Home » Life » Why I (sort of) Quit Facebook

Why I (sort of) Quit Facebook

I have been a loyal Facebook user since it launched.  You know, back in the days when you had to have an email address associated to a college or university to login.  Back before Newsfeeds and selfies and hashtags and social media as we know it today.

The purpose of this post is not to bash social media or Facebook in particular.  It is simply to explain the revelation I had and why I’m happier not using Facebook as much anymore.

I did a social media blackout experiment about a year and a half ago.  That was mostly about wanting to back off my constant need to check my phone and my social media accounts.  I wanted to be more present in my day to day life, so I gave up social media for a month.  What I learned from that experiment is that I didn’t really miss social media once I got used to not using it, though I still couldn’t bring myself to pull the plug completely.

More recently, I’ve been doing a lot of thinking and soul-searching about life, what’s truly important, and what I can be doing to better myself and my surroundings.  This is in part due to The Happiness Project, a book I’m reading by Gretchen Rubin, who did a year-long happiness project to see if she could make herself happier.  After some evaluation, I realized one of the small changes I can make quickly and easily is to start censoring social media.  When I really sat down and thought about it, I probably got more negative feelings from Facebook than positive.  I like seeing updates from family members, pictures of friends’ kids, or funny anecdotes from friends’ lives… but there is a lot of other stuff people post that bring me down.  Finger pointing, complaining, religion, politics, mom-shaming, memes stereotyping entire groups… I could go on and on about the stuff that I was allowing into my life that only brought me negative feelings.  So why was I allowing it?  Because I was afraid of missing something important?  If there’s really something that important, I will find out another way.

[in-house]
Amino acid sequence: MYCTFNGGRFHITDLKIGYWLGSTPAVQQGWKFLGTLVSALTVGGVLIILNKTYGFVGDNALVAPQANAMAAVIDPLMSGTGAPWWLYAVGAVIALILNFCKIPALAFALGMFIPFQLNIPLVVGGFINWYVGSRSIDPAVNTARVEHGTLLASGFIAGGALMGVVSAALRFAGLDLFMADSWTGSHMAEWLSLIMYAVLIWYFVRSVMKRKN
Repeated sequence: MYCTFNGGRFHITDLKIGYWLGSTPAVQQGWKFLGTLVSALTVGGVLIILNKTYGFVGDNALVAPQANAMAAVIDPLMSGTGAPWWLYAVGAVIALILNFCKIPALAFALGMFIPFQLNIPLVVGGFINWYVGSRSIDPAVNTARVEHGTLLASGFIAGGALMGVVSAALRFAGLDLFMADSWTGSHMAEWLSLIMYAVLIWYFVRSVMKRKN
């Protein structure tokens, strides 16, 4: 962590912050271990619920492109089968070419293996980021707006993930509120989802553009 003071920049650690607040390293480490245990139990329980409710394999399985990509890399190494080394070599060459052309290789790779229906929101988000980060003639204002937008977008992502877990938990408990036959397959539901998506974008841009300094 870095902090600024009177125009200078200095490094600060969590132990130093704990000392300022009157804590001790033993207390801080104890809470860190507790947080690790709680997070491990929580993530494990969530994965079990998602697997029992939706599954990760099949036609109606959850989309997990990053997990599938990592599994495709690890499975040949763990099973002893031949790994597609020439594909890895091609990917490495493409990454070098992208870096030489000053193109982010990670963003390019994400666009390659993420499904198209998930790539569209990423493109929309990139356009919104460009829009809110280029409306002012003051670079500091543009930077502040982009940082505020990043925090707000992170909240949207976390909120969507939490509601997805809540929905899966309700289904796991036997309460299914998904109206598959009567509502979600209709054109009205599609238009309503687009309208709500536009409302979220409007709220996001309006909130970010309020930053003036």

DELETE.

Okay, so I really only deleted the app from my phone.  I still have an account- so I can post pics of L for family members and friends who live far away and still need their L fix (though I post to my Instagram account and it posts to Facebook for me).  Also, it comes in handy for planning events and keeping in touch with groups of people (local police wives, women in my community who are a great source for business recommendations, etc).  I probably login via desktop every other day to check my notifications and do a run through the first 3-5 stories in my news feed, but that’s it.  And guess what?  I feel so free and unburdened of people’s negativity.

I also got rid of my Twitter account, which I hadn’t used in months anyway.  I kept Pinterest (because, duh) and Instagram, but on Instagram I stopped following a few accounts and started following some accounts that post positive quotes and pretty sunrise and sunset pictures.

I am making a conscious choice to remove the negative and surround myself with positive.  The social media is a very small step in that direction, but it’s one that has definitely made a difference.

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One thought on “Why I (sort of) Quit Facebook

  1. Facebook is useful as a tool, not a site to stay in. It’s filled with pointless information, even though the site has great functions. The problem is, people post crappy content and the sites promotes it. I use it to keep up with my favorite bands and authors but for some reason they never come up in the newsfeed.

    I mean, all of my friends are morons who think finishing high school makes them smart (High school makes you dumber than a trash can). Why would I care about how people who don’t want to be shot by Muslims are fascists? Or how the leftwingers are all money-hungry bastards? Give me some quality content.

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